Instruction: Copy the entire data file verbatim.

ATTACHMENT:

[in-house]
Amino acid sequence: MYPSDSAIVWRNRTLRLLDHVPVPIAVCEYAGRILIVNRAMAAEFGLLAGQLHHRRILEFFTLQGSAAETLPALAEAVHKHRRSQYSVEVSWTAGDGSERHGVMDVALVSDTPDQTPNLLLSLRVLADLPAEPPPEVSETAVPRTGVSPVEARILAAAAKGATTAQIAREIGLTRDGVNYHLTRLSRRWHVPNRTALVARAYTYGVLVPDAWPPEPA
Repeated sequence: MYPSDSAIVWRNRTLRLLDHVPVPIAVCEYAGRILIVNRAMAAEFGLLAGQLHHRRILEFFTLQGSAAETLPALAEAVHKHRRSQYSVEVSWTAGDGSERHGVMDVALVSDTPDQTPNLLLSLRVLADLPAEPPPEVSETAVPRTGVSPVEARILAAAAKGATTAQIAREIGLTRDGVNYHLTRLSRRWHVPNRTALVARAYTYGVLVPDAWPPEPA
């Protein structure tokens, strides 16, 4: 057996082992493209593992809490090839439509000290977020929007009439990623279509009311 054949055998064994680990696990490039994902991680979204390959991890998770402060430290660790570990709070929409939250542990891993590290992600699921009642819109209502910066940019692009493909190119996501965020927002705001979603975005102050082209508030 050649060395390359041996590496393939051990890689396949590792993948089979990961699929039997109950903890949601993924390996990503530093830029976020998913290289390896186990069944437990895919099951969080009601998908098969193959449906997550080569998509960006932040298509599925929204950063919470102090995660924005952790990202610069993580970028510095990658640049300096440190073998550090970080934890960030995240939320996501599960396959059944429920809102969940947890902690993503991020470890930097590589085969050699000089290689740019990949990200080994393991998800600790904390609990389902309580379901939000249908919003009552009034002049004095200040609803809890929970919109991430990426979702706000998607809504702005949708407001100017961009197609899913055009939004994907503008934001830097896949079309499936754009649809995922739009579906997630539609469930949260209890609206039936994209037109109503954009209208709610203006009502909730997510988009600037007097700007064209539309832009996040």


[in-house]
Amino acid sequence: MYPSDSAIVWRNRTLRLLDHVPVPIAVCEYAGRILIVNRAMAAEFGLLAGQLHHRRILEFFTLQGSAAETLPALAEAVHKHRRSQYSVEVSWTAGDGSERHGVMDVALVSDTPDQTPNLLLSLRVLADLPAEPPPEVSETAVPRTGVSPVEARILAAAAKGATTAQIAREIGLTRDGVNYHLTRLSRRWHVPNRTALVARAYTYGVLVPDAWPPEPA
Repeated sequence: MYPSDSAIVWRNRTLRLLDHVPVPIAVCEYAGRILIVNRAMAAEFGLLAGQLHHRRILEFFTLQGSAAETLPALAEAVHKHRRSQYSVEVSWTAGDGSERHGVMDVALVSDTPDQTPNLLLSLRVLADLPAEPPPEVSETAVPRTGVSPVEARILAAAAKGATTAQIAREIGLTRDGVNYHLTRLSRRWHVPNRTALVARAYTYGVLVPDAWPPEPA
């Protein structure tokens, strides 16, 4: 057996082992493209593992809490090839439509000290977020929007009439990623279509009311 054949055998064994680990696990490039994902991680979204390959991890998770402060430290660790570990709070929409939250542990891993590290992600699921009642819109209502910066940019692009493909190119996501965020927002705001979603975005102050082209508030 050649060395390359041996590496393939051990890689396949590792993948089979990961699929039997109950903890949601993924390996990503530093830029976020998913290289390896186990069944437990895919099951969080009601998908098969193959449906997550080569998509960006932040298509599925929204950063919470102090995660924005952790990202610069993580970028510095990658640049300096440190073998550090970080934890960030995240939320996501599960396959059944429920809102969940947890902690993503991020470890930097590589085969050699000089290689740019990949990200080994393991998800600790904390609990389902309580379901939000249908919003009552009034002049004095200040609803809890929970919109991430990426979702706000998607809504702005949708407001100017961009197609899913055009939004994907503008934001830097896949079309499936754009649809995922739009579906997630539609469930949260209890609206039936994209037109109503954009209208709610203006009502909730997510988009600037007097700007064209539309832009996040």